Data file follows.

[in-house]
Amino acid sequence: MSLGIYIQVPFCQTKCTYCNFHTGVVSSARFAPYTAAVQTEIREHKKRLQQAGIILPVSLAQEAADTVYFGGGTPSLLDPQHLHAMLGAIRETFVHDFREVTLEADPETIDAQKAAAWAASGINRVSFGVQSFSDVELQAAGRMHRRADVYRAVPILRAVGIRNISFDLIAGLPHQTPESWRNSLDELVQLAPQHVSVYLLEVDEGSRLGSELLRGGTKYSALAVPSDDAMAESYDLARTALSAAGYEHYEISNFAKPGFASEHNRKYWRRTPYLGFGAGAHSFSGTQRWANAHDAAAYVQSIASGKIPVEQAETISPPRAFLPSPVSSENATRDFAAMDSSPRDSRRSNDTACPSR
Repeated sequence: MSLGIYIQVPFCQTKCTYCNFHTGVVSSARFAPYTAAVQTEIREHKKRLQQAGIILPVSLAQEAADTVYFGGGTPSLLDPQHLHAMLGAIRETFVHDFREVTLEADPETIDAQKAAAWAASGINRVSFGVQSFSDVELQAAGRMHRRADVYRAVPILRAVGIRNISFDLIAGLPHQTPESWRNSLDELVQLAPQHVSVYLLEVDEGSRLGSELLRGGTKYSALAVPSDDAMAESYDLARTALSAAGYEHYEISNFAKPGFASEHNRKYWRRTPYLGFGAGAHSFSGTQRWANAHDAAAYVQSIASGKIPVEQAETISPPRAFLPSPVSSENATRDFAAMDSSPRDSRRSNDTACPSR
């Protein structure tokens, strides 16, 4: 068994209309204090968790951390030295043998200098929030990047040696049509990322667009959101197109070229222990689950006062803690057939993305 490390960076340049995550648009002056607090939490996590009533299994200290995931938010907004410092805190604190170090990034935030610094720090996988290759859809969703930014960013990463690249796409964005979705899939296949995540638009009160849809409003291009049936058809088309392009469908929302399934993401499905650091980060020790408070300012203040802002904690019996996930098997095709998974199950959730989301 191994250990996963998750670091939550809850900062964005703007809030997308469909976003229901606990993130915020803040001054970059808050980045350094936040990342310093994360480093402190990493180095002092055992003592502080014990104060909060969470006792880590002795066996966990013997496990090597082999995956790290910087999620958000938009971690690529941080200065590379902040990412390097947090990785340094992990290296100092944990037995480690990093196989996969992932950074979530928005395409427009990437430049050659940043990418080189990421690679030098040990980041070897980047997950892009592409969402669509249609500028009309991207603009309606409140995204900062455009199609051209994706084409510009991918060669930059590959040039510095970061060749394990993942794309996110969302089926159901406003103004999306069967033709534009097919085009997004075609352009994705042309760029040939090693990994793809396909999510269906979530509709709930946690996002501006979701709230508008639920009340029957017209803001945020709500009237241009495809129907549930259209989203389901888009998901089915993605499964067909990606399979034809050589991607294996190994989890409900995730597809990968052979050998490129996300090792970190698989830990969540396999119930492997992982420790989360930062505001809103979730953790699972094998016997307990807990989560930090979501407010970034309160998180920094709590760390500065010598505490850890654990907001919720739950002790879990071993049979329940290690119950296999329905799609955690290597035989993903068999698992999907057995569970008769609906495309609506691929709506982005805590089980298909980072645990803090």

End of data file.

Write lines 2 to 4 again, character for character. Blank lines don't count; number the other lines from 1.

Amino acid sequence: MSLGIYIQVPFCQTKCTYCNFHTGVVSSARFAPYTAAVQTEIREHKKRLQQAGIILPVSLAQEAADTVYFGGGTPSLLDPQHLHAMLGAIRETFVHDFREVTLEADPETIDAQKAAAWAASGINRVSFGVQSFSDVELQAAGRMHRRADVYRAVPILRAVGIRNISFDLIAGLPHQTPESWRNSLDELVQLAPQHVSVYLLEVDEGSRLGSELLRGGTKYSALAVPSDDAMAESYDLARTALSAAGYEHYEISNFAKPGFASEHNRKYWRRTPYLGFGAGAHSFSGTQRWANAHDAAAYVQSIASGKIPVEQAETISPPRAFLPSPVSSENATRDFAAMDSSPRDSRRSNDTACPSR
Repeated sequence: MSLGIYIQVPFCQTKCTYCNFHTGVVSSARFAPYTAAVQTEIREHKKRLQQAGIILPVSLAQEAADTVYFGGGTPSLLDPQHLHAMLGAIRETFVHDFREVTLEADPETIDAQKAAAWAASGINRVSFGVQSFSDVELQAAGRMHRRADVYRAVPILRAVGIRNISFDLIAGLPHQTPESWRNSLDELVQLAPQHVSVYLLEVDEGSRLGSELLRGGTKYSALAVPSDDAMAESYDLARTALSAAGYEHYEISNFAKPGFASEHNRKYWRRTPYLGFGAGAHSFSGTQRWANAHDAAAYVQSIASGKIPVEQAETISPPRAFLPSPVSSENATRDFAAMDSSPRDSRRSNDTACPSR
């Protein structure tokens, strides 16, 4: 068994209309204090968790951390030295043998200098929030990047040696049509990322667009959101197109070229222990689950006062803690057939993305 490390960076340049995550648009002056607090939490996590009533299994200290995931938010907004410092805190604190170090990034935030610094720090996988290759859809969703930014960013990463690249796409964005979705899939296949995540638009009160849809409003291009049936058809088309392009469908929302399934993401499905650091980060020790408070300012203040802002904690019996996930098997095709998974199950959730989301 191994250990996963998750670091939550809850900062964005703007809030997308469909976003229901606990993130915020803040001054970059808050980045350094936040990342310093994360480093402190990493180095002092055992003592502080014990104060909060969470006792880590002795066996966990013997496990090597082999995956790290910087999620958000938009971690690529941080200065590379902040990412390097947090990785340094992990290296100092944990037995480690990093196989996969992932950074979530928005395409427009990437430049050659940043990418080189990421690679030098040990980041070897980047997950892009592409969402669509249609500028009309991207603009309606409140995204900062455009199609051209994706084409510009991918060669930059590959040039510095970061060749394990993942794309996110969302089926159901406003103004999306069967033709534009097919085009997004075609352009994705042309760029040939090693990994793809396909999510269906979530509709709930946690996002501006979701709230508008639920009340029957017209803001945020709500009237241009495809129907549930259209989203389901888009998901089915993605499964067909990606399979034809050589991607294996190994989890409900995730597809990968052979050998490129996300090792970190698989830990969540396999119930492997992982420790989360930062505001809103979730953790699972094998016997307990807990989560930090979501407010970034309160998180920094709590760390500065010598505490850890654990907001919720739950002790879990071993049979329940290690119950296999329905799609955690290597035989993903068999698992999907057995569970008769609906495309609506691929709506982005805590089980298909980072645990803090």